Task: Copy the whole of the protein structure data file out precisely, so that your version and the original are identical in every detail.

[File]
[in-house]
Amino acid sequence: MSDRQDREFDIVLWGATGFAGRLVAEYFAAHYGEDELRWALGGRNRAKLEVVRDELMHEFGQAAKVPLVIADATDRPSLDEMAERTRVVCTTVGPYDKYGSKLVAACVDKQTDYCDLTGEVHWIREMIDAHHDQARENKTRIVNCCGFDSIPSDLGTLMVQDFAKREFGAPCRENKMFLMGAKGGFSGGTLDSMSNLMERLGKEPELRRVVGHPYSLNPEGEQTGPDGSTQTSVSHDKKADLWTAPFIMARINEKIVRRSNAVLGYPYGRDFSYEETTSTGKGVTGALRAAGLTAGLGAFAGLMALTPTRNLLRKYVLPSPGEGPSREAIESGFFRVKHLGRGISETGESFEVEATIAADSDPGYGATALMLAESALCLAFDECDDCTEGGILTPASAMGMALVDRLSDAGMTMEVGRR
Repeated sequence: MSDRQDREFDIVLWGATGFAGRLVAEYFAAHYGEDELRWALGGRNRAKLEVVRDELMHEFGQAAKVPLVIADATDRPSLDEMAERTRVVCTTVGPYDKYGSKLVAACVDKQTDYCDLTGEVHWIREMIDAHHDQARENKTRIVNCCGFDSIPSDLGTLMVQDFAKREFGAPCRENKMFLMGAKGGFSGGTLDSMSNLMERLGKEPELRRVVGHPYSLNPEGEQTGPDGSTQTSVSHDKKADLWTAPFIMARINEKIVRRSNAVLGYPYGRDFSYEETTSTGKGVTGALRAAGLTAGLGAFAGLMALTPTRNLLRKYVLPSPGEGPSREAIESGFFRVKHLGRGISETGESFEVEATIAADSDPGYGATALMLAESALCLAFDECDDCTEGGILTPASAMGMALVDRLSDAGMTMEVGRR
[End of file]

[in-house]
Amino acid sequence: MSDRQDREFDIVLWGATGFAGRLVAEYFAAHYGEDELRWALGGRNRAKLEVVRDELMHEFGQAAKVPLVIADATDRPSLDEMAERTRVVCTTVGPYDKYGSKLVAACVDKQTDYCDLTGEVHWIREMIDAHHDQARENKTRIVNCCGFDSIPSDLGTLMVQDFAKREFGAPCRENKMFLMGAKGGFSGGTLDSMSNLMERLGKEPELRRVVGHPYSLNPEGEQTGPDGSTQTSVSHDKKADLWTAPFIMARINEKIVRRSNAVLGYPYGRDFSYEETTSTGKGVTGALRAAGLTAGLGAFAGLMALTPTRNLLRKYVLPSPGEGPSREAIESGFFRVKHLGRGISETGESFEVEATIAADSDPGYGATALMLAESALCLAFDECDDCTEGGILTPASAMGMALVDRLSDAGMTMEVGRR
Repeated sequence: MSDRQDREFDIVLWGATGFAGRLVAEYFAAHYGEDELRWALGGRNRAKLEVVRDELMHEFGQAAKVPLVIADATDRPSLDEMAERTRVVCTTVGPYDKYGSKLVAACVDKQTDYCDLTGEVHWIREMIDAHHDQARENKTRIVNCCGFDSIPSDLGTLMVQDFAKREFGAPCRENKMFLMGAKGGFSGGTLDSMSNLMERLGKEPELRRVVGHPYSLNPEGEQTGPDGSTQTSVSHDKKADLWTAPFIMARINEKIVRRSNAVLGYPYGRDFSYEETTSTGKGVTGALRAAGLTAGLGAFAGLMALTPTRNLLRKYVLPSPGEGPSREAIESGFFRVKHLGRGISETGESFEVEATIAADSDPGYGATALMLAESALCLAFDECDDCTEGGILTPASAMGMALVDRLSDAGMTMEVGRR